Mama's Last Trip Across the Work Yard

Urban Wild Kingdom – Postscript: Mama Moves On

2 mins read

It’s the blog I didn’t want to have to write.

The goal of colony management is to get the colony to the point where no one has kittens, the member cats live out their normal lives and as they die, the colony shrinks and finally, there is no colony.

It sounds so scientific and reasonable.

In real life, the cats that you have come to know disappear and you know what is going on and it sucks.

The week before I left for vacation, Mama started not showing up for meals regular like she always did. It wasn’t like her: she’d wait for you and dance in circles over to the food station, every day, morning and evening, just like clockwork.

Cats in the wild look for a place to hide when they are ready to die. I don’t know much more about the process beyond that they just disappear. The other caretakers and I talked about catching Mama if we got the chance: we didn’t want her to suffer unduly if her time had come.

One day that week she finally came out after I called to her, but I could see she was not doing well. She had been getting skinnier like older cats tend to. On this day, she had to stop three times and rest just to make it across the parking lot.

I took a town car to the airport – on impulse asking the driver to swing by the work yard. I just wanted to see if Mama was around. I didn’t spot her in the yard, but when the driver turned the car, there was Mama, across the street, hunkered down, hugging the side of a building.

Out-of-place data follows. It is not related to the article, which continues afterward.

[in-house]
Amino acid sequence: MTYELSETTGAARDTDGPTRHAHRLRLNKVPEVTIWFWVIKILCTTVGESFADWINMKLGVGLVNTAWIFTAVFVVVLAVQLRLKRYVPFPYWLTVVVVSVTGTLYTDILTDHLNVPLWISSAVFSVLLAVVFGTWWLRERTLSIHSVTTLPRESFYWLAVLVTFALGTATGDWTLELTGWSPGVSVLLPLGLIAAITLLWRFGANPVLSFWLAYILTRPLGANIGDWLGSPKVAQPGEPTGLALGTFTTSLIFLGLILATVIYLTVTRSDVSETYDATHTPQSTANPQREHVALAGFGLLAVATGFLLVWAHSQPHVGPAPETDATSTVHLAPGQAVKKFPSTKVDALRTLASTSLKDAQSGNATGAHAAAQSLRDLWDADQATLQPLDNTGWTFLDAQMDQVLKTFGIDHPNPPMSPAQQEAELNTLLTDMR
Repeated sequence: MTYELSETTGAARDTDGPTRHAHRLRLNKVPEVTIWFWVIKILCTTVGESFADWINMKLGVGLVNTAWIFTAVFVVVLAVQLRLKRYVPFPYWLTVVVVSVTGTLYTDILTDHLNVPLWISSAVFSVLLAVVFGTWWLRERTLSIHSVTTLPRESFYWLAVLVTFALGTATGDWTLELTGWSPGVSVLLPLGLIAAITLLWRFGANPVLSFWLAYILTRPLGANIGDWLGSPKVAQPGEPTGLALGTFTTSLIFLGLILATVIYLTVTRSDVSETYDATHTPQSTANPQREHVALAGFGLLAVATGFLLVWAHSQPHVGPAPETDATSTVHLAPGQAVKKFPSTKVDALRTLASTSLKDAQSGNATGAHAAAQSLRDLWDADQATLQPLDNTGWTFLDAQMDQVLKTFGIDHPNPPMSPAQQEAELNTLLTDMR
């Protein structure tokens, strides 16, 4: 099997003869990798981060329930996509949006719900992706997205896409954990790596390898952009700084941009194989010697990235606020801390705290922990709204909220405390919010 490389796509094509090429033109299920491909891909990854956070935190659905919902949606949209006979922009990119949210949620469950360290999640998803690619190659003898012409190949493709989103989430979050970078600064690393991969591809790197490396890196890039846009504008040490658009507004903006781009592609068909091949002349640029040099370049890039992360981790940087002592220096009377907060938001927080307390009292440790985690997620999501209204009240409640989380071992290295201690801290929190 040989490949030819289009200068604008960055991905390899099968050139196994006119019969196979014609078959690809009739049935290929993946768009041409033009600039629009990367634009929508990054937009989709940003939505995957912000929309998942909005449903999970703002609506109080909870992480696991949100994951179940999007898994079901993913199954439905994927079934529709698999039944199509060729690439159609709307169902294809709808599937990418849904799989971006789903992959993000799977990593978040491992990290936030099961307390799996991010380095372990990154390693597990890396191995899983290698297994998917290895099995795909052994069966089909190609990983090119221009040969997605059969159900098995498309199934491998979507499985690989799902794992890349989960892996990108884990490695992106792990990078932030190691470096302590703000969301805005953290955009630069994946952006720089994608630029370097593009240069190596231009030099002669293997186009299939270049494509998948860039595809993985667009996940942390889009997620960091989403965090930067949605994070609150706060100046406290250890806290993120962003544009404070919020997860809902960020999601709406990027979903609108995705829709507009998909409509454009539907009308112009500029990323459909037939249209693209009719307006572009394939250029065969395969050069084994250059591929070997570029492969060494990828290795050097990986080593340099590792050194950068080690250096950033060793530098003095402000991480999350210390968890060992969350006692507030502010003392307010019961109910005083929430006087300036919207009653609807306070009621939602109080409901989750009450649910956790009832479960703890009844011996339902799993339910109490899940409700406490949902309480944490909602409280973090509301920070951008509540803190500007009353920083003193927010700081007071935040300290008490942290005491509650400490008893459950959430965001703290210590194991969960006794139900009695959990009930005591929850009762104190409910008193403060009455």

She never did that.

The driver stopped the car next to her – she didn’t move, just kept staring at whatever had captured her attention in that moment. I took a long look at her and we continued to the airport.

Sometime during the next week, I had the feeling that Mama was gone. I stood on a trail overlooking a remote glacial lake in the Canadian Rockies and cried. When I got home, my neighbor confirmed that Mama had simply stopped showing up.

* * *

It’s a surprising lot of grief for the loss of this little cat that would hover close and meow while we dished up the food, but never let us touch her. Except for J. Sr. – Mama indulged him.

What does it mean, if anything? There are those who say that the health of a society can be judged by how its members treat its children, elderly and animals. I worry about that. We’re not doing very well.

For myself, I hope that in some awkward way I am stumbling towards living into my best potential as a human being, one bowl of cat food at a time.

For Mama, I hope she just found a nice place and went to sleep, that she didn’t suffer. And I wish her the Buddhist blessing om mani padme hung – that she have a good rebirth in the next life, whatever her path might be.


I am grateful that she crossed mine.

For Mama

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J.R. Hampton

Fiction writer and cat aficionado discovered Emeryville in the ’90s, loved it and stayed. Her most recent thriller, "Eidolon" (working title) is out to agents and she's begun work on the second book in the series. Follow Jacqueline on Twitter.


  1. Aww, this is such a sad post. I hope that Mama is doing well wherever she is now. The image of her having to stop 3 times to make it across the parking lot is so sad and poignant. I think it’s great what you did and are doing for this feral cats community.

  2. I call my cat, Mamas. Short for MamaGirls, which took over her first name, Katarina. So the posting automatically had an emotional connection to me. How kind of you to feed a wandering cat. Some folks completely avoid that to keep them away. But you have a good heart. I’m sure she appreciated you.

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